CARACAS (Reuters) - A World Bank arbitration tribunal on Thursday ordered Venezuela to pay Exxon Mobil Corp about $1.6 billion to compensate for oil nationalization in 2007, though state oil company PDVSA expects to eventually pay closer to $1 billion.
Venezuela’s socialist government hailed the long-awaited decision as a victory for its “sovereignty,” given the U.S. multinational’s hope for a much larger award in a compensation case typical of the sweeping nationalizations under the late Hugo Chavez’s 14-year rule.
Still, the decision by the International Centre for Settlement of Investment Disputes’ (ICSID) comes at a delicate time for cash-strapped Venezuela, already struggling with a sluggish economy, rampant inflation and looming bond payments.
Venezuela said it would pay the award, only after deducting a previous Exxon award from the Paris-based International Chamber of Commerce (ICC) of $908 million.
A source at state oil company PDVSA familiar with the case told Reuters that, factoring interest into the ICSID-ordered compensation, the final amount would be reduced to roughly $1 billion. PDVSA took over Exxon’s operations under the nationalization.
“The award is a triumph, without doubt,” said the source, adding PDVSA would pay as of November, after servicing its roughly $3 billion 2014 bond. The source asked not to be identified because he is not authorized to speak publicly.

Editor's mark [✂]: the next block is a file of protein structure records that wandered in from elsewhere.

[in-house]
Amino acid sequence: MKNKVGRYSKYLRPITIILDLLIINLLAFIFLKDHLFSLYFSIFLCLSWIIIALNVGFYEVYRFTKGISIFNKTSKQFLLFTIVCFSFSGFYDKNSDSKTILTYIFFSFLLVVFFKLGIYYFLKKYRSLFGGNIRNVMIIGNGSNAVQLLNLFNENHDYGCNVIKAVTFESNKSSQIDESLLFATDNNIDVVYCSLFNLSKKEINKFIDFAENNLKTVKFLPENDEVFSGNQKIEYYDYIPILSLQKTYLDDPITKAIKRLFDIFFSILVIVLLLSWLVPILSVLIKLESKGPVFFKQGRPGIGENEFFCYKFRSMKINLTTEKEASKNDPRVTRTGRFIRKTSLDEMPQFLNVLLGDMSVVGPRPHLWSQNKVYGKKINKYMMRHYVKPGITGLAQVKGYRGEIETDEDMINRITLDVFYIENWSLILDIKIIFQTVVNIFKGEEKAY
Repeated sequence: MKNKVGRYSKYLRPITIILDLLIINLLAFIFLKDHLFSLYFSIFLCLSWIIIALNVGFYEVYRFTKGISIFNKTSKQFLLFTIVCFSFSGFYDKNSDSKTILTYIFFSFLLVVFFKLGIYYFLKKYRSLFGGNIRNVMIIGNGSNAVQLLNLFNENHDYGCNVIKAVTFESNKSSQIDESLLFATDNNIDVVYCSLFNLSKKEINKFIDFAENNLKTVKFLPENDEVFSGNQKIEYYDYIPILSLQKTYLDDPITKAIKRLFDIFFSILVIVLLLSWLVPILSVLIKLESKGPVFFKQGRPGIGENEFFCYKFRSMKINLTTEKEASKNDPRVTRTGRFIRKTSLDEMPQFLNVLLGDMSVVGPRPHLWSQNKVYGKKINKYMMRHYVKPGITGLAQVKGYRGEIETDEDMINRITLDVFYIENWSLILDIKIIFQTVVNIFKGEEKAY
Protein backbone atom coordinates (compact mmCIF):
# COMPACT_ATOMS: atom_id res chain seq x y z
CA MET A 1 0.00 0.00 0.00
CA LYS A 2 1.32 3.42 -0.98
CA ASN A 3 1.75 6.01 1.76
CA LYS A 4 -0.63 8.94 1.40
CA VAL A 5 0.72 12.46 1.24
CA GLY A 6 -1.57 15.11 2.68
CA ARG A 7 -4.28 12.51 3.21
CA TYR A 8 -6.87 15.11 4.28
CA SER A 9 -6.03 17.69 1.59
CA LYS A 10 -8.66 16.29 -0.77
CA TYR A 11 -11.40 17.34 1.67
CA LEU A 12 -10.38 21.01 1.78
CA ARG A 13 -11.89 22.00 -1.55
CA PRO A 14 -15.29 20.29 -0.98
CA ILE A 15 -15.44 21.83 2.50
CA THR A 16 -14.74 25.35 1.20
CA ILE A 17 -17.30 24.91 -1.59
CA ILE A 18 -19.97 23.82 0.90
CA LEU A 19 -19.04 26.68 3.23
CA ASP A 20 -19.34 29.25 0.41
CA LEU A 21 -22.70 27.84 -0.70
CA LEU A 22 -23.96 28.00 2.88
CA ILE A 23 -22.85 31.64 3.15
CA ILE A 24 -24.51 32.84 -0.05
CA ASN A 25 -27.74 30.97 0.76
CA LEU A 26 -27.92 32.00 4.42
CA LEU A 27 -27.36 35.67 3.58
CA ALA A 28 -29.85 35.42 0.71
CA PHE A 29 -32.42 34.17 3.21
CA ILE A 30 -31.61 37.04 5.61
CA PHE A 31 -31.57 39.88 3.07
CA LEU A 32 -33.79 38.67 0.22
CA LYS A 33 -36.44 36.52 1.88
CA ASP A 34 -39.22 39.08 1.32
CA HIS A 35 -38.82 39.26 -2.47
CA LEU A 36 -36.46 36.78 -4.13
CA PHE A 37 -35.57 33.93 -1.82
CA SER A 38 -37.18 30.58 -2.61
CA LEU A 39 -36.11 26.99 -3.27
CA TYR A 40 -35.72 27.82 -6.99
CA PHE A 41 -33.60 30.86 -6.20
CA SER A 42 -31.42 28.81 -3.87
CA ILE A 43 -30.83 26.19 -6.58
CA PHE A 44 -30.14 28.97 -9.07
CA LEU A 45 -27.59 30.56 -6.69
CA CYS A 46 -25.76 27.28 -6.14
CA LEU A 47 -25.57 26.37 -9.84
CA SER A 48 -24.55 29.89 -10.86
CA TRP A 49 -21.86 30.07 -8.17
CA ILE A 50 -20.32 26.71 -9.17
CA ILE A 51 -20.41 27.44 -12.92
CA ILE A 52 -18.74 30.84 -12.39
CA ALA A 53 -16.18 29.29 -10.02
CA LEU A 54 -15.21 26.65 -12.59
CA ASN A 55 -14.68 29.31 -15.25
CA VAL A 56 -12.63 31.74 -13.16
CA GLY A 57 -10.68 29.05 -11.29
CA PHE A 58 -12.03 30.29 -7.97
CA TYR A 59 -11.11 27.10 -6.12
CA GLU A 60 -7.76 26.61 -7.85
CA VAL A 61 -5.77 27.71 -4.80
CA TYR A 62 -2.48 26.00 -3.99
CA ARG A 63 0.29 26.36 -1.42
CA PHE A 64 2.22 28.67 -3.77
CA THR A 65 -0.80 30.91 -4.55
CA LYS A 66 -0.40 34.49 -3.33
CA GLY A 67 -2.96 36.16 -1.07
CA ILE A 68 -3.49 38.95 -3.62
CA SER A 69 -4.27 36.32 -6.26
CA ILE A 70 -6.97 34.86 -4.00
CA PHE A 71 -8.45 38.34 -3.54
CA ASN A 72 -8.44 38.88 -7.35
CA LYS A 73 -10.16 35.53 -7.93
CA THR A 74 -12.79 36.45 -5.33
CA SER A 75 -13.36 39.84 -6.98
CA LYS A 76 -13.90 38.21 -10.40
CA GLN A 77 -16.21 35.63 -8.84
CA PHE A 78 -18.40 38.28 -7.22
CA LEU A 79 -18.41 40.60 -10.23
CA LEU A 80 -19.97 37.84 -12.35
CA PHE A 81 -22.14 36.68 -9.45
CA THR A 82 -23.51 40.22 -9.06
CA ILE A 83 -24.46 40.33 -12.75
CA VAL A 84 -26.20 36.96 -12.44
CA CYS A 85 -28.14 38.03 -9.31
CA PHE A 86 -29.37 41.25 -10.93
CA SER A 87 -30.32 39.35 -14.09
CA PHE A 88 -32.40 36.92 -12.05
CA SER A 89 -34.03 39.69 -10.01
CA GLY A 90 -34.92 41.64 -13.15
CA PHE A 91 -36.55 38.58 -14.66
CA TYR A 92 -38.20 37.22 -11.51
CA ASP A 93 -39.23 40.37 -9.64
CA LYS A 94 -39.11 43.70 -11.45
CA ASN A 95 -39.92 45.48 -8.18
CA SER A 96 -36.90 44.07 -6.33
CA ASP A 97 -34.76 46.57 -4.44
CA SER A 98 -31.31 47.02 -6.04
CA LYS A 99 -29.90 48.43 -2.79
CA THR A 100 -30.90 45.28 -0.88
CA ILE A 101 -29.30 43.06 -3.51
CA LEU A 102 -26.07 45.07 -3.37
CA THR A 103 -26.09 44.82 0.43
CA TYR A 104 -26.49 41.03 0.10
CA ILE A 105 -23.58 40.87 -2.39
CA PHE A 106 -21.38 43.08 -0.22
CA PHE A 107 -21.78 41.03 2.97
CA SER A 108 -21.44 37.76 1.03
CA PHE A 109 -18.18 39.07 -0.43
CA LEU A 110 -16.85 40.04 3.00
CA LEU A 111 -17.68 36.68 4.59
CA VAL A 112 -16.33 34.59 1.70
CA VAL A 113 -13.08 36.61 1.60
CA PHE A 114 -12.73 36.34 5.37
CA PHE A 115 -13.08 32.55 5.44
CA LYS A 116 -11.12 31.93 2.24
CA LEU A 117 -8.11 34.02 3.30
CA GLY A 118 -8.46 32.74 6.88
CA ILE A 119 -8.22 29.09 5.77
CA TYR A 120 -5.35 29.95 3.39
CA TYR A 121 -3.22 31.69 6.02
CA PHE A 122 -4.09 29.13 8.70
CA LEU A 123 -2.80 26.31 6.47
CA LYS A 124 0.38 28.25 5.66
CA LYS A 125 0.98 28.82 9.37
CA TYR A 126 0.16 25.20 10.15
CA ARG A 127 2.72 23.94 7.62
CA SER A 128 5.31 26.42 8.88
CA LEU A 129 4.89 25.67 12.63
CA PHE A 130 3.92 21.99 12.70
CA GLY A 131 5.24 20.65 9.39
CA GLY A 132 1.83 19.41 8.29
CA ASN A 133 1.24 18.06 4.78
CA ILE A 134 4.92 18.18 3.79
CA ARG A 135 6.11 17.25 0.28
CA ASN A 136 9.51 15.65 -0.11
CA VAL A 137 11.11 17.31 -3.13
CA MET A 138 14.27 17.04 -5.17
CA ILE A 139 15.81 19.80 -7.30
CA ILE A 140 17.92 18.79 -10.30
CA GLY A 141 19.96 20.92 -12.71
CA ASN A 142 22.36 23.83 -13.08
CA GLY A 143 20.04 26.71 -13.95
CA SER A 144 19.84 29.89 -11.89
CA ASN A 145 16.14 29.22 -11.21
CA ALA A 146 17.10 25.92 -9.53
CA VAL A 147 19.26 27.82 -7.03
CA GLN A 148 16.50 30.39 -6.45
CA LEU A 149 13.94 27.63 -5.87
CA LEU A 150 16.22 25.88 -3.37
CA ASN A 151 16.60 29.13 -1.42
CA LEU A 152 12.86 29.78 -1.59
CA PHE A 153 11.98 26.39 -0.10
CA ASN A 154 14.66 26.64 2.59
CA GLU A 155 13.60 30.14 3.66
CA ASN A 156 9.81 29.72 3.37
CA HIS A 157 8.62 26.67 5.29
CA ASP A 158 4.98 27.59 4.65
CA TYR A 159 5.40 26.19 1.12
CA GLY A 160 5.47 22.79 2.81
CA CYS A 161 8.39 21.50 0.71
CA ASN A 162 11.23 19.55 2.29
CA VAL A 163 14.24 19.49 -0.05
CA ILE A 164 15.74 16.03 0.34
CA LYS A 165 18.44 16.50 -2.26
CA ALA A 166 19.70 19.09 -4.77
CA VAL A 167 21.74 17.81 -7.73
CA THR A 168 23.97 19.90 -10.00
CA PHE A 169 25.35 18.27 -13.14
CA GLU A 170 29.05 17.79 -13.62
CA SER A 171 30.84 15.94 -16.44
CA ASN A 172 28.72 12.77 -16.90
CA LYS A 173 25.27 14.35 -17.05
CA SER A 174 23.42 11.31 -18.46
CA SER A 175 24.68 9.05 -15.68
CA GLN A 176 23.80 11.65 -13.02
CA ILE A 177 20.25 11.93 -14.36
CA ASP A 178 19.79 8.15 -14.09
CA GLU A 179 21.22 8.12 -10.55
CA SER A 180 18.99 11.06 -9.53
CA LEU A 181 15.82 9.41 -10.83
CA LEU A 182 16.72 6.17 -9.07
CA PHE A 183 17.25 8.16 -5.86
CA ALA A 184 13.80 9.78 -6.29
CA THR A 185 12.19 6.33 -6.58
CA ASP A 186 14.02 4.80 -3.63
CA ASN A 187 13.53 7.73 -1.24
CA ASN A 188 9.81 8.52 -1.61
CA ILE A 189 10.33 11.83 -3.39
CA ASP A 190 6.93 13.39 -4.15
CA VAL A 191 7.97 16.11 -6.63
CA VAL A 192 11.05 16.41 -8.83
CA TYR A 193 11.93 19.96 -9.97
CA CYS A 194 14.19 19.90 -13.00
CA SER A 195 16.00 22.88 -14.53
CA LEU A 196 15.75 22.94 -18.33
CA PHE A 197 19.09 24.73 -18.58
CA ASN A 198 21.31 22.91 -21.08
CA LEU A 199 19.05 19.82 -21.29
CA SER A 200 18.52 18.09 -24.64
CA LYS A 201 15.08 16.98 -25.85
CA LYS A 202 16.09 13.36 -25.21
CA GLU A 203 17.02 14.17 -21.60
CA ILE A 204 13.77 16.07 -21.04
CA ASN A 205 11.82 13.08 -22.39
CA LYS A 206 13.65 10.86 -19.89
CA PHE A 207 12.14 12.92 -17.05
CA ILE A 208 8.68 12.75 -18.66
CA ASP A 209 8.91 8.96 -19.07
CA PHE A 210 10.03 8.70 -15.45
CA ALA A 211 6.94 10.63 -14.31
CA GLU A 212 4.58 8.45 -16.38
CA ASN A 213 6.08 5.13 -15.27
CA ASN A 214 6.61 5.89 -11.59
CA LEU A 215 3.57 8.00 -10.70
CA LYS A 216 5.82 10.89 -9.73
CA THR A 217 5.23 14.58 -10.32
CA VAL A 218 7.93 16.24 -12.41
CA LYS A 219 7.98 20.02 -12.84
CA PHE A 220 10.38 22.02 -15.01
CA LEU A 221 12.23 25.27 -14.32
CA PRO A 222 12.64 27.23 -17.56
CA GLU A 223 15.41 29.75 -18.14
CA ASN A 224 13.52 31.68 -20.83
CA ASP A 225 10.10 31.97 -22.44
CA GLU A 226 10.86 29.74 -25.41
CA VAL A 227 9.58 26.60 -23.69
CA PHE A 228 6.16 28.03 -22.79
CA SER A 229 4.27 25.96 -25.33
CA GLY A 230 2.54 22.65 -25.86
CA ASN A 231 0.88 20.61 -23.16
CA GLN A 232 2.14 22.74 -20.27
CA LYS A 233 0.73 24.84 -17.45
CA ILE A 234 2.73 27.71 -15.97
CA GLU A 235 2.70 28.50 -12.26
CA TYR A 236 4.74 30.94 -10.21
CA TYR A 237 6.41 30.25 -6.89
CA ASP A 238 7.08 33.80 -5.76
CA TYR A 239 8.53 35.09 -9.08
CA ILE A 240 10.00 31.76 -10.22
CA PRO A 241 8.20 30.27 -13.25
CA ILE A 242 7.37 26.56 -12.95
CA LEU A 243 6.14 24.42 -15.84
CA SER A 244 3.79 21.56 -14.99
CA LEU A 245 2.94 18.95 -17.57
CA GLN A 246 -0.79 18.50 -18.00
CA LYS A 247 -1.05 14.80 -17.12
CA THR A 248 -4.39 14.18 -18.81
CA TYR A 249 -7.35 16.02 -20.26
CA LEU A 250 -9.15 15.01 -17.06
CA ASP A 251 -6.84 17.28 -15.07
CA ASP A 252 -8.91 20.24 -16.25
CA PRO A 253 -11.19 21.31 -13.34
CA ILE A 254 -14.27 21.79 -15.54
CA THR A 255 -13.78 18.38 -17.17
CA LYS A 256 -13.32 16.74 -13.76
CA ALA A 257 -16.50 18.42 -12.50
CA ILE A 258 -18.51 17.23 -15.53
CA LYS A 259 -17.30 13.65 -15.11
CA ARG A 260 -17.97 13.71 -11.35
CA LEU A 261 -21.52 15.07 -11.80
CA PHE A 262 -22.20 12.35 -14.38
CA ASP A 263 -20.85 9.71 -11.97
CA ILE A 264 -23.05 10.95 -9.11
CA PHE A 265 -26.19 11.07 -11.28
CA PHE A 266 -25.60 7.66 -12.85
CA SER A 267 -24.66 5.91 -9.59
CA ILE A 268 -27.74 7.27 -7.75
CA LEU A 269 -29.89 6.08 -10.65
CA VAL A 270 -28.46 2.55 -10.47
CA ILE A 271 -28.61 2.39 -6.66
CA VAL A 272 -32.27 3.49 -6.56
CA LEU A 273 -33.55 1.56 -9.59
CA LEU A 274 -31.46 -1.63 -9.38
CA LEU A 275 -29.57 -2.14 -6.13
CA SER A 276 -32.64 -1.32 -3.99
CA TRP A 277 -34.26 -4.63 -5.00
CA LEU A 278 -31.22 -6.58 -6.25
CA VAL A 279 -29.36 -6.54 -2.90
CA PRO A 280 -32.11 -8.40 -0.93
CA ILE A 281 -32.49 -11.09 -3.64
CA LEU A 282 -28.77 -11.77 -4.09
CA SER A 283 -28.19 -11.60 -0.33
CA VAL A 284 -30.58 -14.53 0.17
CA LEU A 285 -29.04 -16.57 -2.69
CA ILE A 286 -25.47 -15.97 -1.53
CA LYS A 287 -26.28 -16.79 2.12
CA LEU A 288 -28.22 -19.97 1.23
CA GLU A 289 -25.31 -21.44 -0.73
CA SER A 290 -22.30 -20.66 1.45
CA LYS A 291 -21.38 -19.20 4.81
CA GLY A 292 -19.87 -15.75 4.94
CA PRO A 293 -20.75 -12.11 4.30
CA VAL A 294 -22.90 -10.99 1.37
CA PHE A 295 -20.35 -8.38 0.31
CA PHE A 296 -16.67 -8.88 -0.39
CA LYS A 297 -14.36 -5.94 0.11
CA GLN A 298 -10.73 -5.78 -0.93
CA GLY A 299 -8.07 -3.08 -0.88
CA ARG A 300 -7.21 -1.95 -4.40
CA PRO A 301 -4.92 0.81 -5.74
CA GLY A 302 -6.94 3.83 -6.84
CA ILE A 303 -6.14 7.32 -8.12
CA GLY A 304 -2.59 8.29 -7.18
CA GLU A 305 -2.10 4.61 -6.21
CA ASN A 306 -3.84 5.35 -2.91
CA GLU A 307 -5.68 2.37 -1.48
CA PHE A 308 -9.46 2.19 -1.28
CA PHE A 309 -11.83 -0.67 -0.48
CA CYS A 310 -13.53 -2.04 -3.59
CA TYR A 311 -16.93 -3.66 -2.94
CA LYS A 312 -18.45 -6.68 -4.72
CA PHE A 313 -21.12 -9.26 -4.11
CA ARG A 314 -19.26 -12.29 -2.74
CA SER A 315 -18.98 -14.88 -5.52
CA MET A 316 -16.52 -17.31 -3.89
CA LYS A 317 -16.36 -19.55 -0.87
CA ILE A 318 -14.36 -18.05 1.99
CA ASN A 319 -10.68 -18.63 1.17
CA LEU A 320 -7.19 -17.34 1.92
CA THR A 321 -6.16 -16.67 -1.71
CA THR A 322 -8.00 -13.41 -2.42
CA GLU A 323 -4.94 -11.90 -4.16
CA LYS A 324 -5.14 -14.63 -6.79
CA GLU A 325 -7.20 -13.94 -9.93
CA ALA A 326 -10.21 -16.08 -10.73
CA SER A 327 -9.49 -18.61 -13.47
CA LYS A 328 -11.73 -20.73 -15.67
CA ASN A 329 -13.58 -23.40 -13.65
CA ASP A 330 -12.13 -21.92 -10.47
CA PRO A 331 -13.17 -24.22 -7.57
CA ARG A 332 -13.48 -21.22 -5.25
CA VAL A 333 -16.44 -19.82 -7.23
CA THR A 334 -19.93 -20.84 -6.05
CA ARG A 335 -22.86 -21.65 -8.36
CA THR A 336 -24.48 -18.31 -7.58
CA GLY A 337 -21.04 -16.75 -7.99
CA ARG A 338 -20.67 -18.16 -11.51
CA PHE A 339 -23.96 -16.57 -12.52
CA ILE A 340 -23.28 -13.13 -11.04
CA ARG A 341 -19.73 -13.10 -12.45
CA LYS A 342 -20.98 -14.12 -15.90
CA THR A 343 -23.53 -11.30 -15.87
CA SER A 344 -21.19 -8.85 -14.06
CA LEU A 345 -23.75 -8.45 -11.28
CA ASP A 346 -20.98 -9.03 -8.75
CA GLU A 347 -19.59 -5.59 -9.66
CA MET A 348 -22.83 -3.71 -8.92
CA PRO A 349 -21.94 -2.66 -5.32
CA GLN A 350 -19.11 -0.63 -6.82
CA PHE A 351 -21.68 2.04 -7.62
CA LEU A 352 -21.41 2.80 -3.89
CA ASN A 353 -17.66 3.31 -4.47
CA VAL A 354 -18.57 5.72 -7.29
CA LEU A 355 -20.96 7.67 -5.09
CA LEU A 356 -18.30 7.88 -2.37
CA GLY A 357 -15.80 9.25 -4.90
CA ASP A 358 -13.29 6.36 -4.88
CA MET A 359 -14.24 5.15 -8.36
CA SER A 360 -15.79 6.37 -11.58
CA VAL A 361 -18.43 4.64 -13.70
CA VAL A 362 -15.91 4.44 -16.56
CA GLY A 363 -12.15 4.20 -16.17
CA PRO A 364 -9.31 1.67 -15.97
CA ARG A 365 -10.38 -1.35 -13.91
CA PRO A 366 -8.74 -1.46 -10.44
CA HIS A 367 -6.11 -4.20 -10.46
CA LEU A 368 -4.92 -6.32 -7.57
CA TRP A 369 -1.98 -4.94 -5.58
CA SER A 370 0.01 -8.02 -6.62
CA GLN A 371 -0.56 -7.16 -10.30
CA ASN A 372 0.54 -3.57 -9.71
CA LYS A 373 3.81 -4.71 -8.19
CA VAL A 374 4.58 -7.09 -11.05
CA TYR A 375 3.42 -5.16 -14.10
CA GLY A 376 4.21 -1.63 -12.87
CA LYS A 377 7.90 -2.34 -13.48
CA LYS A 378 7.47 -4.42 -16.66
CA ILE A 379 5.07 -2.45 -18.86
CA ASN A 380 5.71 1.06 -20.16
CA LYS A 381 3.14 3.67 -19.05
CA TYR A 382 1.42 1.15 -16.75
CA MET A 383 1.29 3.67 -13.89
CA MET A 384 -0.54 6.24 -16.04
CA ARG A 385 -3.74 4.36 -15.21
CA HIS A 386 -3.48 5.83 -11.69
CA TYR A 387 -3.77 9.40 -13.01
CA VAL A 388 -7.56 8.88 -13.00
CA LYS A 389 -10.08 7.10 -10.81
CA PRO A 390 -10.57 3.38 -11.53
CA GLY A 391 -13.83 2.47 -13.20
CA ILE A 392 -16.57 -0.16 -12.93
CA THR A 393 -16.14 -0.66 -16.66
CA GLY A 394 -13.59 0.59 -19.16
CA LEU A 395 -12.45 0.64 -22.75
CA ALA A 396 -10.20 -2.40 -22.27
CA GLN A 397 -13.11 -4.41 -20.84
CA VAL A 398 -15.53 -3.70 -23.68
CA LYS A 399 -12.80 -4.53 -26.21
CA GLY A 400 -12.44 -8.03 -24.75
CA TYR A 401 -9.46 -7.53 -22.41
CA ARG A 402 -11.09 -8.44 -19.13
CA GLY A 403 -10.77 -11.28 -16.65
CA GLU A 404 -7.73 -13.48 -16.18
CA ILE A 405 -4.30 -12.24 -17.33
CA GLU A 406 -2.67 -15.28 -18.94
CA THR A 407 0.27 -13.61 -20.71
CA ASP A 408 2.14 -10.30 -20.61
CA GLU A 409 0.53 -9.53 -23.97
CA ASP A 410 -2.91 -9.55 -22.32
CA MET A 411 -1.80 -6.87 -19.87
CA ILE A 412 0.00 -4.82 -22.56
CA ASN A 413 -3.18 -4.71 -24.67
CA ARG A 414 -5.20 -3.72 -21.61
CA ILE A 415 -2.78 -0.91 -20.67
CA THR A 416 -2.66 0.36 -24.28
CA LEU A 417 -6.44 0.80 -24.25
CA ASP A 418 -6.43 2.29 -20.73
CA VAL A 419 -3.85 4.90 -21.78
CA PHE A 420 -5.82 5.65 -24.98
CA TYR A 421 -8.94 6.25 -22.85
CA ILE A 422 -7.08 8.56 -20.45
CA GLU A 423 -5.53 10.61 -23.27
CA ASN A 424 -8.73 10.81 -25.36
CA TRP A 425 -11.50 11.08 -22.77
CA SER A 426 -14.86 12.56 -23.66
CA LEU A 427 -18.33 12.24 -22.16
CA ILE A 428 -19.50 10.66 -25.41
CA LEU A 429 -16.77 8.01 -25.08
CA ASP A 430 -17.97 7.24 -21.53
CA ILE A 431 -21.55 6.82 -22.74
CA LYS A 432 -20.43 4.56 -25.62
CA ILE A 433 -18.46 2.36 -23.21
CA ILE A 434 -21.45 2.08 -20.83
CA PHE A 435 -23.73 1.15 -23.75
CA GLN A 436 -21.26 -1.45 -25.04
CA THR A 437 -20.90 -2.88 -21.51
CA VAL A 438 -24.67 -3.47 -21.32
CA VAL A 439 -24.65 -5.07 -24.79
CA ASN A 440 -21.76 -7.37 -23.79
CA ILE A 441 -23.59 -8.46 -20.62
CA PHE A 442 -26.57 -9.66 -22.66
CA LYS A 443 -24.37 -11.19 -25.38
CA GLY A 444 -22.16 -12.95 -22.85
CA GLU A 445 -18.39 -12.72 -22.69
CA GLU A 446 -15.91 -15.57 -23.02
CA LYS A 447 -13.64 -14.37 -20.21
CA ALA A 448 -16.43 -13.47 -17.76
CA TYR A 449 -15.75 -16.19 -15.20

Exxon also claimed the upper hand.
In a brief statement, the world’s largest publicly traded oil company said the decision vindicated its view that Venezuela failed to compensate it fairly at the time. The company had been seeking roughly $10 billion in compensation.
Exxon added it held extensive discussions with PDVSA and the government but was unable to reach agreement on fair compensation.
The ICSID decision relates to the expropriation of the Cerro Negro project, the La Ceiba project, as well as “production and export curtailments” imposed on the Cerro Negro development in 2006 and 2007.
“The Tribunal has found that the expropriation was conducted in accordance with due process,” ICSID said on its website.
“The most important part of the decision is that the arbitration tribunal rejects the alleged ‘illegal’ nature of the expropriation,” said Carlos Bellorin, petroleum analyst at IHS, meaning the compensation only reflects the value of the assets, not alleged damages and prejudice caused.
“However, it is presumed the calculation method was not the one Venezuela suggested,” he said. Each party will cover its own costs and counsel fees, ICSID said. The tribunal said it had no jurisdiction over “the claim arising out of the increase in the income tax rate for the participants to the Cerro Negro Project.”
Venezuela is facing more than 20 arbitration cases over the Chavez-era nationalizations.
Many of the companies nationalized deemed the takeovers unlawful expropriations. Proponents of the nationalizations argue commodities-rich Venezuela should have the right to administer its own resources to try to improve living standards.
Several analysts said Venezuela had mostly dodged the bullet this time, but that other cases may prove trickier.
ConocoPhillips has brought the biggest case to date against Venezuela, in 2007, seeking $30 billion in compensation.
A partial decision in 2013 determined Venezuela failed to act in good faith or properly compensate ConocoPhillips for three big oil assets. A final decision is expected soon.
Cash-strapped PDVSA appears to be seeking to sell Citgo Petroleum Corp, its U.S. refining unit which would be a welcome injection of liquidity for the company and the government.
Additional reporting by Marianna Parraga and Anna Driver in Houston; Editing by Andrew Cawthorne and Richard Chang
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